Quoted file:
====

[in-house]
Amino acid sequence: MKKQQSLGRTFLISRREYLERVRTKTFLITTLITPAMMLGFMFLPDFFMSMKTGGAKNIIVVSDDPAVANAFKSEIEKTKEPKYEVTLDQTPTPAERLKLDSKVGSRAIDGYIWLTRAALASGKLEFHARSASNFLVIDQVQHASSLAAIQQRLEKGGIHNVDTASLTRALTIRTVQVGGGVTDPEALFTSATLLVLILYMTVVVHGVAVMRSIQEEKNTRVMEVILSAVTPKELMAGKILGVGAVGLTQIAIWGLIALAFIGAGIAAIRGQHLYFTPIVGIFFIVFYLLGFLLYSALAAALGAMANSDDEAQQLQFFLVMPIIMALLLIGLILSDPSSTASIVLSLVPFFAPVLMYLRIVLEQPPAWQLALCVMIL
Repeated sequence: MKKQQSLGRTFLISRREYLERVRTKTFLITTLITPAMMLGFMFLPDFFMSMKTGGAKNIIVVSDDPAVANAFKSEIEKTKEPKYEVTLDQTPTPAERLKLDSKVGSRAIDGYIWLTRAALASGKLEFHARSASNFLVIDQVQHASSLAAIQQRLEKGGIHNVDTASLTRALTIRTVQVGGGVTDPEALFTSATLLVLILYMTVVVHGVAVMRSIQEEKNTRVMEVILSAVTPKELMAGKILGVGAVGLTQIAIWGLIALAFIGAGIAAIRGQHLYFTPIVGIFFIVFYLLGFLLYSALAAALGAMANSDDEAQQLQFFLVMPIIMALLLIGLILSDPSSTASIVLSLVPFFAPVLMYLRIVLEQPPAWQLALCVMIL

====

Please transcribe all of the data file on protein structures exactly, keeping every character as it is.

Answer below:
[in-house]
Amino acid sequence: MKKQQSLGRTFLISRREYLERVRTKTFLITTLITPAMMLGFMFLPDFFMSMKTGGAKNIIVVSDDPAVANAFKSEIEKTKEPKYEVTLDQTPTPAERLKLDSKVGSRAIDGYIWLTRAALASGKLEFHARSASNFLVIDQVQHASSLAAIQQRLEKGGIHNVDTASLTRALTIRTVQVGGGVTDPEALFTSATLLVLILYMTVVVHGVAVMRSIQEEKNTRVMEVILSAVTPKELMAGKILGVGAVGLTQIAIWGLIALAFIGAGIAAIRGQHLYFTPIVGIFFIVFYLLGFLLYSALAAALGAMANSDDEAQQLQFFLVMPIIMALLLIGLILSDPSSTASIVLSLVPFFAPVLMYLRIVLEQPPAWQLALCVMIL
Repeated sequence: MKKQQSLGRTFLISRREYLERVRTKTFLITTLITPAMMLGFMFLPDFFMSMKTGGAKNIIVVSDDPAVANAFKSEIEKTKEPKYEVTLDQTPTPAERLKLDSKVGSRAIDGYIWLTRAALASGKLEFHARSASNFLVIDQVQHASSLAAIQQRLEKGGIHNVDTASLTRALTIRTVQVGGGVTDPEALFTSATLLVLILYMTVVVHGVAVMRSIQEEKNTRVMEVILSAVTPKELMAGKILGVGAVGLTQIAIWGLIALAFIGAGIAAIRGQHLYFTPIVGIFFIVFYLLGFLLYSALAAALGAMANSDDEAQQLQFFLVMPIIMALLLIGLILSDPSSTASIVLSLVPFFAPVLMYLRIVLEQPPAWQLALCVMIL